Trump’s total immunity claim would place the president beyond the reach of all three branches of government, they wrote.
“We cannot accept that the office of the Presidency places its former occupants above the law for all time thereafter,” they wrote.
Henderson, Pan and Childs previewed their skepticism of the executive immunity claims during early January oral arguments with Trump present in the Washington, D.C. courtroom.
Most notably during the tough questioning, Trump attorney D. John Sauer appeared to defend that presidents could be immune from criminal prosecution, even for ordering assassination of political rivals.
Tuesday’s appellate decision does not make any determination about the merits of the underlying federal charges accusing Trump of election interference.
Fred Wertheimer, the president of government accountability group Democracy 21, called the matter “the most important criminal case pending against former President Trump.”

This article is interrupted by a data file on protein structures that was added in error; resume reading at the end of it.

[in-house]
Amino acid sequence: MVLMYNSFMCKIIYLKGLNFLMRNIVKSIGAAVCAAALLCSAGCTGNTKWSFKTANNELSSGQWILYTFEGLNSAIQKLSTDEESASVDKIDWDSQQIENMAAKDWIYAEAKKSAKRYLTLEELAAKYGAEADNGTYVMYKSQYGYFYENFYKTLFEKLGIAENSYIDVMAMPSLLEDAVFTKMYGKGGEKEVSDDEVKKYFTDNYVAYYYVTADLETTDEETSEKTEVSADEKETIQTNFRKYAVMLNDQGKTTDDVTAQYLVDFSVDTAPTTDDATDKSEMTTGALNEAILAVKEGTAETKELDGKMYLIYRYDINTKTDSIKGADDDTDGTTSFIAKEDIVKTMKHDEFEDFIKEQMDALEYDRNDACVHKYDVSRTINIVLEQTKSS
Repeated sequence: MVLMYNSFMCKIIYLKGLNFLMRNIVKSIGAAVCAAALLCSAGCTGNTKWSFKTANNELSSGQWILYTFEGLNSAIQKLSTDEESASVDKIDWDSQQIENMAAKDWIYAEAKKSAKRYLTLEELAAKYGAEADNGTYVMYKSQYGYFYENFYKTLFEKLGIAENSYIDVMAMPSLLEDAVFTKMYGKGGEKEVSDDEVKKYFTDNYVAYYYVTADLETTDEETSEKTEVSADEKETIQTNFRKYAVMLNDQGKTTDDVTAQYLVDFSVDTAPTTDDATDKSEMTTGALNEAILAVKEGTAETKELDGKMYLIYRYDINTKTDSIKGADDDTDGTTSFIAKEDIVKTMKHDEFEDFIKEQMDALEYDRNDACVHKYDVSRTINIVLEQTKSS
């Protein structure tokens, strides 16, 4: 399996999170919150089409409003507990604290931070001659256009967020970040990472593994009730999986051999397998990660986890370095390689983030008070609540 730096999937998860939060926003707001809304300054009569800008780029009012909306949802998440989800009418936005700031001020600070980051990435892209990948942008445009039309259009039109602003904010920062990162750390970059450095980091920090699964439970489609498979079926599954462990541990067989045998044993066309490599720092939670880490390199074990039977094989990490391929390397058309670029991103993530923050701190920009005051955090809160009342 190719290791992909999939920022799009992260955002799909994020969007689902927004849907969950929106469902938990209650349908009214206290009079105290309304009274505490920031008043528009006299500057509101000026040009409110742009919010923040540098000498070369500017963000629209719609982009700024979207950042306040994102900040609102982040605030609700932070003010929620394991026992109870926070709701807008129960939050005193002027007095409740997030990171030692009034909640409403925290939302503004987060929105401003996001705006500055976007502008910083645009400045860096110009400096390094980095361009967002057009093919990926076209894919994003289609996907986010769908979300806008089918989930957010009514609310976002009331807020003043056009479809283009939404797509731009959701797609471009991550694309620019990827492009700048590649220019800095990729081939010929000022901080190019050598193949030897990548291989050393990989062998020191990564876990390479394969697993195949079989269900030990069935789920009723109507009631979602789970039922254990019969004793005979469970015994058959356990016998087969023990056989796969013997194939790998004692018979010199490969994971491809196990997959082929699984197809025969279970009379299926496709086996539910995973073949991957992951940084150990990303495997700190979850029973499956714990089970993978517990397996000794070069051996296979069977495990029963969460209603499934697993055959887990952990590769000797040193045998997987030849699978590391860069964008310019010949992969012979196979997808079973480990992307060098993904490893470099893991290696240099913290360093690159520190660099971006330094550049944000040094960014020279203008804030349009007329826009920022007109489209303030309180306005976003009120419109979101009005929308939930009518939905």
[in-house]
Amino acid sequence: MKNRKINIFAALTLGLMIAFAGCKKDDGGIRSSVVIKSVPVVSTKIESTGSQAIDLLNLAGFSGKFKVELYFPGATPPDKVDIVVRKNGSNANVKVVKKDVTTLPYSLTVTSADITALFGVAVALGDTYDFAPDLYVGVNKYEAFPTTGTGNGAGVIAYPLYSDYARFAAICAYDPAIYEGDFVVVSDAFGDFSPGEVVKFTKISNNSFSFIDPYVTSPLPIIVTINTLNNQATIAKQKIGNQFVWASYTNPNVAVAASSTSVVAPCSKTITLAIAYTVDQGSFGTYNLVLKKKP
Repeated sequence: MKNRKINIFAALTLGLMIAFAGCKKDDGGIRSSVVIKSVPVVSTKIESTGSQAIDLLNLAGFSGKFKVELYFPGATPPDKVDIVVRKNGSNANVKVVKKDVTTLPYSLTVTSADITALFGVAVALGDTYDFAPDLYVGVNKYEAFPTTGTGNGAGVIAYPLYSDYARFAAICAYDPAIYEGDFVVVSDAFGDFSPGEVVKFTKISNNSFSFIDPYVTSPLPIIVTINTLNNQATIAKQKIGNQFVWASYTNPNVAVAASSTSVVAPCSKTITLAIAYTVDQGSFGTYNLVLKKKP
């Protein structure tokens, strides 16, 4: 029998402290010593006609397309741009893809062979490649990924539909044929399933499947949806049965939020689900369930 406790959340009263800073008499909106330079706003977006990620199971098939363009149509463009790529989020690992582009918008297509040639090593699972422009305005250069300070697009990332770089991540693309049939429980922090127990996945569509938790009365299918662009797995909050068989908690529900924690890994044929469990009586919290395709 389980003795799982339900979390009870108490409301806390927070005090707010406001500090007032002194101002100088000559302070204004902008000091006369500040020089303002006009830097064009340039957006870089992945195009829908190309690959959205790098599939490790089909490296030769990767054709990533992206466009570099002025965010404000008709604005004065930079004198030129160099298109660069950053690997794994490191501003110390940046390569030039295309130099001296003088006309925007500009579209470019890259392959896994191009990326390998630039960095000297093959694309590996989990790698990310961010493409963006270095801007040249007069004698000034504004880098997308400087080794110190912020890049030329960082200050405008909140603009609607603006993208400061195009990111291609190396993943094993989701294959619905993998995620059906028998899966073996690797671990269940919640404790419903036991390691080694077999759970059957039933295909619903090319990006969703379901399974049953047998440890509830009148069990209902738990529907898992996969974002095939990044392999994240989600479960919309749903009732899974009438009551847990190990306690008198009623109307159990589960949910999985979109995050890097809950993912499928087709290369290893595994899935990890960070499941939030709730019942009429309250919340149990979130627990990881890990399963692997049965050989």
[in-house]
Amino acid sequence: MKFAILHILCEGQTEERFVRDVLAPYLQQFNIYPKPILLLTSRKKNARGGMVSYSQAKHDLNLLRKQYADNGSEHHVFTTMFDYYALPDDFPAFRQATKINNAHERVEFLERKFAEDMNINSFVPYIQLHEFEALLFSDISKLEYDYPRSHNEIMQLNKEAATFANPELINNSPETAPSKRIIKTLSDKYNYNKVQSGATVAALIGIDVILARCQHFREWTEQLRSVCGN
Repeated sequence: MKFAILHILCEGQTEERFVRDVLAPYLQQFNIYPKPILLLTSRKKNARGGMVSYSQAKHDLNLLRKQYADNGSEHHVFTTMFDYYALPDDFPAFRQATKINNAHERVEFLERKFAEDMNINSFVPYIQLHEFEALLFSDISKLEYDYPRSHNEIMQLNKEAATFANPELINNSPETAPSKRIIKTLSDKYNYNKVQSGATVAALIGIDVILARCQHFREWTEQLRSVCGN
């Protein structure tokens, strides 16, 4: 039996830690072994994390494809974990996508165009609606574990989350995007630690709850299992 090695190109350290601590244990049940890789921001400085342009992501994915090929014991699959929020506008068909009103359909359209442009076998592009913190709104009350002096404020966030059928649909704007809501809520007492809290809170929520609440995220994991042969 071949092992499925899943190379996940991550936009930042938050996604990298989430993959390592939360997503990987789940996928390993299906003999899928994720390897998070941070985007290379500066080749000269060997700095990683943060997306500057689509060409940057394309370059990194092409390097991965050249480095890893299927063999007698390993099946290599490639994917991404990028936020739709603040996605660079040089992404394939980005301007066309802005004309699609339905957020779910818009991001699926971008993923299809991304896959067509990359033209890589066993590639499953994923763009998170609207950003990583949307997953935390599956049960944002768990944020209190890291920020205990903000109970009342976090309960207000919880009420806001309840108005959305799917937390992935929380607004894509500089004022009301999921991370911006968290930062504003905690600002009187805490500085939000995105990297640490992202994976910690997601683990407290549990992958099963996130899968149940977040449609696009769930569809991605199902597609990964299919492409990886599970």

The D.C. Circuit order set a Monday deadline for a notice of appeal to the U.S. Supreme Court. That notice would maintain the freeze on pretrial proceedings that has been on hold since Trump appealed a ruling on his immunity claims in December.
The court is not required to take the appeal, but exercising his appellate options will help Trump extend the case, potentially beyond Election Day. Trump and his legal team have not explicitly said it is part of their strategy to delay the case as long as possible, but have taken opportunities to draw out the proceedings.
Trump could also appeal to the full D.C. Circuit, but the court rarely grants such requests and the panel said Tuesday that simply asking for a rehearing would not delay a trial schedule.
The Supreme Court is also “unlikely” to hear an appeal, according to legal experts Norman L. Eisen, Matthew A. Seligman and Joshua Kolb, who wrote an outline of potential timelines in the case for Just Security, a site devoted to foreign policy, democracy and security analysis, that published Jan. 9.